The role genre studies play in investigations of the Jesus of the New Testament rests largely on an analysis of intertextuality, which is well defined in terms of an analysis of the functions of tale-types, stock figures, sayings, motifs, narrative patterns and thematic elements through a process of reiteration, refraction, allusion and emulation.
An historical Jesus is a hypothetical derivative of scholarship. It is no more a fact than is an equally hypothetical historical Moses or David.
To the extent that New Testament literature was written with literary, allegorical and, indeed, theological and mythic purpose, rather than as an account of historical events, there is significant need, not to speak of warrant, to doubt the historicity of its figures to the extent that such figures owe their substance to such literature. . . . Abraham, Isaac, Moses and Sarah, Ruth and Boaz, Jonah and his big fish are but a handful of characters found in the Bible, without the slightest historicity. They are literary creations.
The figures of New Testament discourse must also be critically examined in the same light, for the New Testament is to be defined neither as a history of the early Christian church nor as an account of the life of a man named Jesus and of that of his followers. (my formatting)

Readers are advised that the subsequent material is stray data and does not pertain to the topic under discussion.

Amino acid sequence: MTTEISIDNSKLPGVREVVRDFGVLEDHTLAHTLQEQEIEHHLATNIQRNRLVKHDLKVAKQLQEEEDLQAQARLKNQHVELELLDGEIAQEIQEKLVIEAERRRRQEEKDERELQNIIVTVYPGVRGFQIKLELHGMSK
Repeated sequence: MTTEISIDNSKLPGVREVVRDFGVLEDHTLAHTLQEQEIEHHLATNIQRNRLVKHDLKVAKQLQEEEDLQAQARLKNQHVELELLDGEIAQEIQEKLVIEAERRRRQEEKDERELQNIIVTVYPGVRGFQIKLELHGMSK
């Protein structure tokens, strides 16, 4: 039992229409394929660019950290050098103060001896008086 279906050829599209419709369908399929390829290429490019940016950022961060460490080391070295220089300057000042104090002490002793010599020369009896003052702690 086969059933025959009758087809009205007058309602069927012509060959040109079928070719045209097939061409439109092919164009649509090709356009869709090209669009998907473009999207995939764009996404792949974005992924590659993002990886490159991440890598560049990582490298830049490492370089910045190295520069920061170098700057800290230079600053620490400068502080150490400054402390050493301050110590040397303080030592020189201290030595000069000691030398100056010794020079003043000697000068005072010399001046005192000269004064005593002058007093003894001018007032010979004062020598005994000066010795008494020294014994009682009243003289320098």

Analysing intertextuality and genre studies have been the themes of many of my own posts. More often than not they are based on work scholars themselves have produced. I hope to produce many more. It is a shame that so many other scholars have reacted with such unnecessarily acrimony.
Next post I’ll revisit Jim West’s opening chapter in Is This Not the Carpenter? This has also been available online since 2010 at The Bible and Interpretation. Back then discussed his article on this blog. I will do so again with a few additional thoughts that have come to me since then.